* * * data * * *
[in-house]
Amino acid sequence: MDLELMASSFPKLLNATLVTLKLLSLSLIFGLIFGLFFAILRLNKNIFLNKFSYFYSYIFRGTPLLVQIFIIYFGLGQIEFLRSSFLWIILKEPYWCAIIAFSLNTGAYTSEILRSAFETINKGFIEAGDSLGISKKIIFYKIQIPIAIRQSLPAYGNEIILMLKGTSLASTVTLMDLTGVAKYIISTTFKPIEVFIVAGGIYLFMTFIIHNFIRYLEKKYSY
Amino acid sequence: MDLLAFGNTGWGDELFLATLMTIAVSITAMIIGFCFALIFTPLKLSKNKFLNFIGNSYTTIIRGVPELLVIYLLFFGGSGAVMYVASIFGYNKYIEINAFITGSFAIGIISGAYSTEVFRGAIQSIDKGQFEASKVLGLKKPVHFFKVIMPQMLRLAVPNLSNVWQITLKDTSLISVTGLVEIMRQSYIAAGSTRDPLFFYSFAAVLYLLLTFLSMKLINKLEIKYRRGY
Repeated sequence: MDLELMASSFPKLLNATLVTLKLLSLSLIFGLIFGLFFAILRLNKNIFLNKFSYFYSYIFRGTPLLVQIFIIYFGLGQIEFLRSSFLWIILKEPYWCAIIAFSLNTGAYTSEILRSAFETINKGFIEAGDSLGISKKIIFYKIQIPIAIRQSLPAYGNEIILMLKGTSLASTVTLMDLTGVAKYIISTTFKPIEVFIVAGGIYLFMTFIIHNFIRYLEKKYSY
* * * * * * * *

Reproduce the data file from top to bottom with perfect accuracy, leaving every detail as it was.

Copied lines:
[in-house]
Amino acid sequence: MDLELMASSFPKLLNATLVTLKLLSLSLIFGLIFGLFFAILRLNKNIFLNKFSYFYSYIFRGTPLLVQIFIIYFGLGQIEFLRSSFLWIILKEPYWCAIIAFSLNTGAYTSEILRSAFETINKGFIEAGDSLGISKKIIFYKIQIPIAIRQSLPAYGNEIILMLKGTSLASTVTLMDLTGVAKYIISTTFKPIEVFIVAGGIYLFMTFIIHNFIRYLEKKYSY
Amino acid sequence: MDLLAFGNTGWGDELFLATLMTIAVSITAMIIGFCFALIFTPLKLSKNKFLNFIGNSYTTIIRGVPELLVIYLLFFGGSGAVMYVASIFGYNKYIEINAFITGSFAIGIISGAYSTEVFRGAIQSIDKGQFEASKVLGLKKPVHFFKVIMPQMLRLAVPNLSNVWQITLKDTSLISVTGLVEIMRQSYIAAGSTRDPLFFYSFAAVLYLLLTFLSMKLINKLEIKYRRGY
Repeated sequence: MDLELMASSFPKLLNATLVTLKLLSLSLIFGLIFGLFFAILRLNKNIFLNKFSYFYSYIFRGTPLLVQIFIIYFGLGQIEFLRSSFLWIILKEPYWCAIIAFSLNTGAYTSEILRSAFETINKGFIEAGDSLGISKKIIFYKIQIPIAIRQSLPAYGNEIILMLKGTSLASTVTLMDLTGVAKYIISTTFKPIEVFIVAGGIYLFMTFIIHNFIRYLEKKYSY